queued The total number of pages queued into the LRUs. This number won’t necessarily match BUFFERS.
total The total number of buffer pages assigned to the LRU queue (same as BUFFERS).
hash buckets The number of hash buckets created to track the pages placed into the buffer pool.
buffer size The size of a single page within this OnLine instance. Page sizes can be 2K or 4K based on the port.
start clean Is the value specified in the lru_max_dirty field of the BUFFERPOOL configuration parameter
stop at Is the value specified in the lru_min_dirty field of the BUFFERPOOL configuration parameter
priority downgrades The number of buffers that have been downgraded from a higher priority queue to a lower priority queue.
priority upgrades The number of buffers that have been upgraded from a lower priority queue to a higher priority queue.


    The onstat -R command is not included as part of the onstat -a output.

    A free page is one that has not been used. A clean page is free page that has had a page written to it, but not modified. A dirty page is a clean page that has had modifications made to it.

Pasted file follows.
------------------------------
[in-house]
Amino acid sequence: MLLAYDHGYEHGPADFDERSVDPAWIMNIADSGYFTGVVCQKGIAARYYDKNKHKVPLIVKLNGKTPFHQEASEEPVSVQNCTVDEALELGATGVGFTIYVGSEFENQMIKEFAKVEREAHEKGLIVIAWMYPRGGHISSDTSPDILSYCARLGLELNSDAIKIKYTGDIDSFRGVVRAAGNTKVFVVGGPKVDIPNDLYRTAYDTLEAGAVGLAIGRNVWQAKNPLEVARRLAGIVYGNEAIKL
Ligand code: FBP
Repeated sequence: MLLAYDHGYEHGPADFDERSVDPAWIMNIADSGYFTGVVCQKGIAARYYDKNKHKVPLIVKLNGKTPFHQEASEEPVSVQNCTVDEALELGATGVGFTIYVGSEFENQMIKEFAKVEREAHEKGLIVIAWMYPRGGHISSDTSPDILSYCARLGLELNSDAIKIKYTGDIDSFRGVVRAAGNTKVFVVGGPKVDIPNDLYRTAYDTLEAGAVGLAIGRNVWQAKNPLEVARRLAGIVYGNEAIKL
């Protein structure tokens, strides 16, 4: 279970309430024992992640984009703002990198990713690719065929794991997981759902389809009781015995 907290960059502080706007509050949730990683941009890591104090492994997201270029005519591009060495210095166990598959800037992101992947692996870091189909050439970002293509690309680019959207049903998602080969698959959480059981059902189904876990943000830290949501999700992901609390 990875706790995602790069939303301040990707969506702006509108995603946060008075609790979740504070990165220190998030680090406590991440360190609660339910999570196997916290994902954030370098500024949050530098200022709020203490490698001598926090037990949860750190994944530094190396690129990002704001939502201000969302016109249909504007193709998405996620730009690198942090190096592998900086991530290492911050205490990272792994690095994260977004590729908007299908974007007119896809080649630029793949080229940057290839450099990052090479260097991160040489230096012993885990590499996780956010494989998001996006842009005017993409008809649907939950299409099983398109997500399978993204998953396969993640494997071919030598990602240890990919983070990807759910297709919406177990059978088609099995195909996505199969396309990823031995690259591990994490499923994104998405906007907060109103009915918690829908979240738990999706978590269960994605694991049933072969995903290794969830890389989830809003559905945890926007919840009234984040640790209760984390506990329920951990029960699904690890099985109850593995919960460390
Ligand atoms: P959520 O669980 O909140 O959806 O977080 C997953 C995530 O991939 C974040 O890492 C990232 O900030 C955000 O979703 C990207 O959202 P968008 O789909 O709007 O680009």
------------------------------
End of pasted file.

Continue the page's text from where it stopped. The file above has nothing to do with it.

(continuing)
Pages can migrate amongst the LRU queues. For this reason, the number queued and the total number of buffers may not always correspond. In addition, the number of buffer pages per LRU queue may become slightly unbalanced.

    Each LRU queue is divided up into four separate priority queues: LOW, MED_LOW, MED_HIGH and HIGH.

    Pages with a priority of HIGH are considered last for page replacement; pages with a priority of LOW are considered first for page replacement. Page replacement priorities are utilized when no free pages exist in the buffer pool.

    Priorities are part of the Dynamic Buffer Management API incorporated into the server.

Monitoring and Tuning

    Upon startup, OnLine will divide the number of pages in the buffer pool among the LRU queues as evenly as possible. The LRU queues are designed to help reduce contention among active threads within the same OnLine instance. In addition, they assist in reducing the processing load required for a checkpoint. When the LRU_MAX_DIRTY percentage of pages for an LRU is exceeded, a page cleaner is assigned to the LRU to begin flushing dirty pages out to disk until only the LRU_MIN_DIRTY percentage of pages remains in the queue.

    Setting the value for LRU_MIN_DIRTY and LRU_MAX_DIRTY should be driven by the length of the system checkpoints. If the checkpoint duration is too long, it can possibly be reduced by lowering the values for LRU_MIN_DIRTY and LRU_MAX_DIRTY. This will reduce the overall number of dirty pages remaining in the buffer pool.

    Tuning the value for LRUS, which defaults to 8, depends on whether the tuning is being performed to reduce buffer contention or reduce checkpoint duration.

    There is no metric to determine that they are too few LRUS, but LRU contention can be tested via onstat -g spi. If there is contention you need more LRUs. Contention is the ratio of the total spin waits and the sum of the page reads and bufferwrits [onstat -p.